English schools reopening with PM Johnson on defence over NHS pay

The British government is considering lengthening the school day and shortening summer holidays to help children recover classroom time lost in the pandemic. PHOTO: REUTERS

LONDON (BLOOMBERG) - School pupils and some university students are returning to English classrooms on Monday (March 8), advancing UK Prime Minister Boris Johnson's reopening drive even as he faces a clash over health workers' pay.

A government-suggested raise of 1 per cent sparked fury among health unions after a year in which National Health Service hospitals were deluged with critically ill Covid-19 patients. The Royal College of Nurses has started fund-raising for possible strike action after calling for a pay increase of 12.5 per cent.

Jon Ashworth, the opposition Labour Party's health spokesman, stepped up criticism of the government's budget on Sunday, calling the pay offer to health workers "reprehensible" and "disgusting." Johnson, who spent several days in an intensive-care ward last year after falling ill with Covid-19, sought to defuse the row by expressing gratitude to health workers.

"What we have done is try to give them as much as we can at the present time," Johnson told broadcasters on a visit to a Covid-19 vaccination centre in Brent, north London. "The independent pay review body will obviously look at what we've proposed and come back. Don't forget that there has been a public sector pay freeze, we're in pretty tough times."

The 1 per cent recommendation was presented Thursday by the Department of Health and Social Care to an independent panel that reviews salaries, which could overrule the government plan and recommend a bigger pay increase.

NHS Providers, an organisation representing employers in the health service, said Johnson's government was reneging on a planned 2.1 per cent boost in its long-term spending plan.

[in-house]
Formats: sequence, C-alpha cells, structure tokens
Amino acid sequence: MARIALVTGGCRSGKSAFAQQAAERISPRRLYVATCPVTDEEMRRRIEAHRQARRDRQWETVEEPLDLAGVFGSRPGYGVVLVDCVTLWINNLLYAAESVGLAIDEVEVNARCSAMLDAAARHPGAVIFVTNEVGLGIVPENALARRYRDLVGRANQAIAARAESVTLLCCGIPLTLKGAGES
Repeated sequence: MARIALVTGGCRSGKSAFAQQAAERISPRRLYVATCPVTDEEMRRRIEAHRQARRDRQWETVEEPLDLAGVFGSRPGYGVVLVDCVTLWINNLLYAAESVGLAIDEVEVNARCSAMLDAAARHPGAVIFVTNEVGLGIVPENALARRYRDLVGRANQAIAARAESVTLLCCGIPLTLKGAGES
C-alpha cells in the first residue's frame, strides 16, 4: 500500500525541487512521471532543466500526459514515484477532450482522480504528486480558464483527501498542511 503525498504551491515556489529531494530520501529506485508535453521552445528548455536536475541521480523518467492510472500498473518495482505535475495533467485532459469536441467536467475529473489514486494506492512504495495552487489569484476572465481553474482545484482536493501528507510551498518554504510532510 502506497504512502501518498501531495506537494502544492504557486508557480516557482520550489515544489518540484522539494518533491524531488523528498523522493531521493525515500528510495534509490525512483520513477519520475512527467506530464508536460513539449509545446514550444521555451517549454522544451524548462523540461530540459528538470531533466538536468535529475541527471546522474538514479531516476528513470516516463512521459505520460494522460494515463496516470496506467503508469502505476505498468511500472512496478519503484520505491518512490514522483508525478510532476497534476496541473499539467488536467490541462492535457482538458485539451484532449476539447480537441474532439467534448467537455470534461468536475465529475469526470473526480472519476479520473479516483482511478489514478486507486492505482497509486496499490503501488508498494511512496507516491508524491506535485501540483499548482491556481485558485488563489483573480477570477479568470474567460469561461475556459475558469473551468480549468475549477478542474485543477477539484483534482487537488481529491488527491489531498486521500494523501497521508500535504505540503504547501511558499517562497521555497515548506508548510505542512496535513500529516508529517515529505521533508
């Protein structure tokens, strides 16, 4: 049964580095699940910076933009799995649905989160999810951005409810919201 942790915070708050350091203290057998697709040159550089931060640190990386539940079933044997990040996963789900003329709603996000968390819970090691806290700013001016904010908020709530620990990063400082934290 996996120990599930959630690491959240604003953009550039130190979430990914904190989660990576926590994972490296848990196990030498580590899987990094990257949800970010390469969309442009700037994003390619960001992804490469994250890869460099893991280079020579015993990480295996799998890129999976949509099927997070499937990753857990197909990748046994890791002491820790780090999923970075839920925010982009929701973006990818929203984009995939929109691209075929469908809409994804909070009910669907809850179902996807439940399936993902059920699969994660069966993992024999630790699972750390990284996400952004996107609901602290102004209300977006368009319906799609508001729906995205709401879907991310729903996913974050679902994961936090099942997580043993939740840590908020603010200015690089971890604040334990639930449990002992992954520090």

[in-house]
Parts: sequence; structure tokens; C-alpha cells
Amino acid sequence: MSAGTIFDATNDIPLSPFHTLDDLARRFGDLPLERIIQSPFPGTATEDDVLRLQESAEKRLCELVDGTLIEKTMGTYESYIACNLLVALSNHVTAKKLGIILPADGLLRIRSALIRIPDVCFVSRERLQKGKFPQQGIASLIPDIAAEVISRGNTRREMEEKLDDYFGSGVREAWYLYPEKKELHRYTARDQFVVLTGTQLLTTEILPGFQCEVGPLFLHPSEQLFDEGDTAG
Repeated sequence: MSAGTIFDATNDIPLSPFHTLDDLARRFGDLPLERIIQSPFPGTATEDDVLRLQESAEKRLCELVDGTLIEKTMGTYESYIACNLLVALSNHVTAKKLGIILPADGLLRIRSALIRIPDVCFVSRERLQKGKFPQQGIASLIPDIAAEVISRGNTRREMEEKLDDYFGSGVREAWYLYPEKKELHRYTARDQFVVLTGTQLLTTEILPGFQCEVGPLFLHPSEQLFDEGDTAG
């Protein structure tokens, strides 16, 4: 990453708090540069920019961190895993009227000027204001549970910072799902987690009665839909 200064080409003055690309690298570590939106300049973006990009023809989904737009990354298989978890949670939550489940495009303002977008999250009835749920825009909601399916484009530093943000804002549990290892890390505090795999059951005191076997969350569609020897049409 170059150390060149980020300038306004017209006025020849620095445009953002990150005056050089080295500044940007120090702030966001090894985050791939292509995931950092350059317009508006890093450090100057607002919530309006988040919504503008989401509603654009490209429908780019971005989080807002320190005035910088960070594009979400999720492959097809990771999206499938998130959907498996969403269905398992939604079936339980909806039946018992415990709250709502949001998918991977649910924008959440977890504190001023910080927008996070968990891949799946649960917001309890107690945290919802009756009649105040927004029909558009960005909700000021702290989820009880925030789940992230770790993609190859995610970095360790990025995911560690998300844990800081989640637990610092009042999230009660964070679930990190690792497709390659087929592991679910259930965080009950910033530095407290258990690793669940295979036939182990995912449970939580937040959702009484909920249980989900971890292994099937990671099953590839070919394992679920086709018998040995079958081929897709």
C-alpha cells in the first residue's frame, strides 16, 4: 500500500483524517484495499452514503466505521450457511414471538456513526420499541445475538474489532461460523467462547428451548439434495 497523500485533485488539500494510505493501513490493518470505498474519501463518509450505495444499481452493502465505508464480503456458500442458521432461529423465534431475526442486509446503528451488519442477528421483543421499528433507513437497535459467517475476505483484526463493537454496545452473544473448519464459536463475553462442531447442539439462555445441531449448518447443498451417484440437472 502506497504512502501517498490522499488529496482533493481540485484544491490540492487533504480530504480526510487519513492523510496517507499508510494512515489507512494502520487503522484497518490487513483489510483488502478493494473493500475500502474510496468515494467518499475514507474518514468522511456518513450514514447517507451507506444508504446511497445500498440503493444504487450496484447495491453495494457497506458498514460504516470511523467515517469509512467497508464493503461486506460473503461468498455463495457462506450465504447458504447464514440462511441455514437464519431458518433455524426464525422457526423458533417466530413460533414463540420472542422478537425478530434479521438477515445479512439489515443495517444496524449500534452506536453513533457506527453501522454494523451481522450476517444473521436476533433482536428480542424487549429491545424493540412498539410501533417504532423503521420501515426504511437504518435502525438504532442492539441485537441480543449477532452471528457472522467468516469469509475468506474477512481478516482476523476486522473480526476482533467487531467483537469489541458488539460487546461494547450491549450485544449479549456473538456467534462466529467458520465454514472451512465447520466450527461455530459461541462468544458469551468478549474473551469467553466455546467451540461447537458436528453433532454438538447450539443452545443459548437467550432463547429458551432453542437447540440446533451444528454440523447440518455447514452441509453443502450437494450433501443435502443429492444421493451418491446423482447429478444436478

Johnson "budgeted for that and Tory MPs legislated for that budget," Labour's Ashworth said separately in an emailed statement. "He's now broken his promise."

Education Secretary Gavin Williamson repeatedly found himself defending the NHS pay plan on Britain's Sunday morning politics shows while publicising what he called the "real excitement" about English schools' returning on Monday for the first time since last year.

At the same time, the government is considering eventually lengthening the school day and shortening summer holidays to help children recover classroom time lost in the pandemic, Williamson said.

While Chancellor of the Exchequer Rishi Sunak exempted health-care workers from a public sector pay freeze announced in November, his budget proposal would raise NHS salaries by little more than the current 0.7 per cent inflation rate, and by less than government forecasts for price rises this year.

Labour pledged on Sunday to vote against Sunak's planned freeze on income-tax thresholds. Yet the party's stand on health-worker pay may not be cutting through to voters.

Johnson's Conservatives have enjoyed a poll bounce since Wednesday's budget despite announcing the biggest tax increase in decades. The Tories widened their lead over Labour to 13 percentage points in a March 3-4 YouGov poll.

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